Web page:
This is when you really start to see the beauty of northern Nevada. Austin is a small, one street, Old West style town. It is also the first place to get gas after Fallon. But the town itself is quite cool. The one main road is lined with historic buildings that look right out of a Western movie, think an old saloon, a Masonic hall and a historic courthouse. The city, though tiny (pop. 192) is nicely placed. It is right on the edge of the Toiyabe mountain range and sits at over 6,000 feet in elevation - making it really feel like a high desert mountain town.


Like many towns in Nevada, Austin’s heyday was in the late 1800s and was entirely dependent on the mining of silver. By 1880 the town was pretty much dead (today it is known as a “living ghost town”). But there are still some cool things to see - including the International Hotel, the oldest building in Nevada and Stokes Castle, a three-story tower structure right outside of town that was only in use for one month, and the Trading Post, where various turquoise items are sold (Austin is considered a turquoise mecca).


Austin is by no means a destination. BUT it is one of the better stopping off points on Highway 50. There are three motels (we stayed at the adorable and very affordable Pony Canyon motel), a well-stocked gas station and some interesting and photographic buildings.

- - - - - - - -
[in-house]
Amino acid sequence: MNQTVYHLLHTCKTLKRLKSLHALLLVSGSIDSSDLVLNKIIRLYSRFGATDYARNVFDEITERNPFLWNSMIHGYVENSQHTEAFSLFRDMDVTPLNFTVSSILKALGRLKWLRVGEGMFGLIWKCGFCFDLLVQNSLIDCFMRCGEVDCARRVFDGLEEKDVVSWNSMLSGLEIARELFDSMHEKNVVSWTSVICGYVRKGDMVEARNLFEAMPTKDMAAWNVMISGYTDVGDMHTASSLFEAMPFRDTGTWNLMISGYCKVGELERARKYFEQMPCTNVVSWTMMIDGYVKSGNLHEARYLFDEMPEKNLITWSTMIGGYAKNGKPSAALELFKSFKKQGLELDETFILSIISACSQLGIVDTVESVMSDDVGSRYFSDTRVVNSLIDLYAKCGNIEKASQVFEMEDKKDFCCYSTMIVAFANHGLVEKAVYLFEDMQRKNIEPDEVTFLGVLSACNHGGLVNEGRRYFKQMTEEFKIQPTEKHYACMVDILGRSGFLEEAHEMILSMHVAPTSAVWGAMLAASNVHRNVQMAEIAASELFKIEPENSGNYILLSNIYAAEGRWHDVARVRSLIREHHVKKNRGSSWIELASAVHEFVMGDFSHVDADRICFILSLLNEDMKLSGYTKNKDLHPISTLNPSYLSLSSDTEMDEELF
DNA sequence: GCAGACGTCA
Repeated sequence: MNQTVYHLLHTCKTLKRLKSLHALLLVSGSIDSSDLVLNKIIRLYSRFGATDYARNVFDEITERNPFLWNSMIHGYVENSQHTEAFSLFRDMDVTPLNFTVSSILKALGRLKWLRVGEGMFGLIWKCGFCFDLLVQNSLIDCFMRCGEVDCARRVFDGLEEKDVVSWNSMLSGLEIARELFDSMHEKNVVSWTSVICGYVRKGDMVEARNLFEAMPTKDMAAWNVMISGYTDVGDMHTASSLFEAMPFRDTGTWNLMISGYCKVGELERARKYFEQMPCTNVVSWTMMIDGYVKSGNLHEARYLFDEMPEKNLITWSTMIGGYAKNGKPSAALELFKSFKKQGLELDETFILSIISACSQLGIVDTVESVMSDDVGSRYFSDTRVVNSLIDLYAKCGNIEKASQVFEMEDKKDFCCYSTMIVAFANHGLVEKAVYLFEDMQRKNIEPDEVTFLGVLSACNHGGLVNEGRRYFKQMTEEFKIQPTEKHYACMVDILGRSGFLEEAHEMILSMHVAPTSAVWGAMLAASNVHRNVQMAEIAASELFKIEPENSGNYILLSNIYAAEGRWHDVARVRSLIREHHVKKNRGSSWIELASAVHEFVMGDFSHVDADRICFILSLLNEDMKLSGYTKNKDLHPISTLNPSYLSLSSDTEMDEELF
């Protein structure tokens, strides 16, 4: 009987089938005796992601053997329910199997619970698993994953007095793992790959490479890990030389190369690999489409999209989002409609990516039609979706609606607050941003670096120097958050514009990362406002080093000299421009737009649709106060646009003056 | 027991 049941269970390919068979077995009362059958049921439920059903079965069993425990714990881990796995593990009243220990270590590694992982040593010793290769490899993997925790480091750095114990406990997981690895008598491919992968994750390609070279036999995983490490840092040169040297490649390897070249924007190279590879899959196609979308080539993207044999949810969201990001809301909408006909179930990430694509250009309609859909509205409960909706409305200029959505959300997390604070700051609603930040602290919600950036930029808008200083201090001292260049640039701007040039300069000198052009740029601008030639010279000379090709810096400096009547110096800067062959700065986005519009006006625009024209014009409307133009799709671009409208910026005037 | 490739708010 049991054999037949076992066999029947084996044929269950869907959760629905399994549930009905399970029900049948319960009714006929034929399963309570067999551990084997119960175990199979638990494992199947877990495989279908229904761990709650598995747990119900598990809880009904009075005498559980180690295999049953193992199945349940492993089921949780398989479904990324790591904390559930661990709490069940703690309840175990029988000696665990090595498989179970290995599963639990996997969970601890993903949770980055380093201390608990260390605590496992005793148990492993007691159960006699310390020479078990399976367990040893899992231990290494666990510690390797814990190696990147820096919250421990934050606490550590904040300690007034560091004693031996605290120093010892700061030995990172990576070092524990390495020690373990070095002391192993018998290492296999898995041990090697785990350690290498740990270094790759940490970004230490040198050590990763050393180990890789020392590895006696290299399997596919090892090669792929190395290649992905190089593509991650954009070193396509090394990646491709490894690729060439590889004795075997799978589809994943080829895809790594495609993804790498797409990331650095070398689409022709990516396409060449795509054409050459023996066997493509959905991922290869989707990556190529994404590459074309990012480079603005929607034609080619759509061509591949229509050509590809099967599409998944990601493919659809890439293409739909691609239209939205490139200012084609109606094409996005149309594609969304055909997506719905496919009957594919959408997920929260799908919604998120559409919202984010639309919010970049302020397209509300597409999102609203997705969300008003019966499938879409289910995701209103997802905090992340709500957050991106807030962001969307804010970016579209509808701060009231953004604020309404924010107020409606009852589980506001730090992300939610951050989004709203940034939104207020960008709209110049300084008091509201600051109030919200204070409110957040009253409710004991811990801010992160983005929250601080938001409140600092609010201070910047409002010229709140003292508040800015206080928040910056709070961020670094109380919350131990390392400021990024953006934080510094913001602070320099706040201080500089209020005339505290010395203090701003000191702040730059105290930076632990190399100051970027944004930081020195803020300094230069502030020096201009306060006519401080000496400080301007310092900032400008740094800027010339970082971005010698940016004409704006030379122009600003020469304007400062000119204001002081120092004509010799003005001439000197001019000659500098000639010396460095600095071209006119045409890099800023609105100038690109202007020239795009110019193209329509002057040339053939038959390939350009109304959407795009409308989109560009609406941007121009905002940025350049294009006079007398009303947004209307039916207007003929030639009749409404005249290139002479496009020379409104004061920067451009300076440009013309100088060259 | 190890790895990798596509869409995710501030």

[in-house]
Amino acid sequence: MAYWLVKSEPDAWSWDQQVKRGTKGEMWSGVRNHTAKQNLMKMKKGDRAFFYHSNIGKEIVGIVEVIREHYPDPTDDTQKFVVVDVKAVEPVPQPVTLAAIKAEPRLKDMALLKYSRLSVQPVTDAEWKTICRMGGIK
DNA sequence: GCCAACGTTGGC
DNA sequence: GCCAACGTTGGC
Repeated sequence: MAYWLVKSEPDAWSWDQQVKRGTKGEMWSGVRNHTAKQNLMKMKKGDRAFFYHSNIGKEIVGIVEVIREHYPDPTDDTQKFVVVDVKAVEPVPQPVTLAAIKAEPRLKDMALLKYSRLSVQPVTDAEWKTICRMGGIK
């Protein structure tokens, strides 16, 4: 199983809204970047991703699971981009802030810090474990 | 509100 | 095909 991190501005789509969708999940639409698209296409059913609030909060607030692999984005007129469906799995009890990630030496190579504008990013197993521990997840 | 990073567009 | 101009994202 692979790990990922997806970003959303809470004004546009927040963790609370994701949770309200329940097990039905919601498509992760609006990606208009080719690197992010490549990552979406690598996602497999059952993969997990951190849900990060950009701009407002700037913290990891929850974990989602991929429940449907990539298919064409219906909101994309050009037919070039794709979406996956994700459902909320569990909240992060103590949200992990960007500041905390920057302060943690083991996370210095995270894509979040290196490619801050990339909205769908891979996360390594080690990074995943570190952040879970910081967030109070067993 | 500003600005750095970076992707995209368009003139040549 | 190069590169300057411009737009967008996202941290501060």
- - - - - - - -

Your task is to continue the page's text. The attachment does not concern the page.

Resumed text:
\\ Spencer Hot Springs

Looking for a nice way to relax and take in the beautiful surrounding mountains? Then a quick stop at Spencer Hot Springs is a must.


Once out of Austin, drive 20 more minutes east until you reach the intersection of Highway 50 and Road 376. From there, turn right and then take the first left onto a long dirt road. From that turn, it is about another 10-15 minute drive until you reach a wide open dirt lot. From here you can see a couple of primitive campsites (only discernible because of the stone fire pits). The hot springs itself is just a bit of a walk away from the parking lot.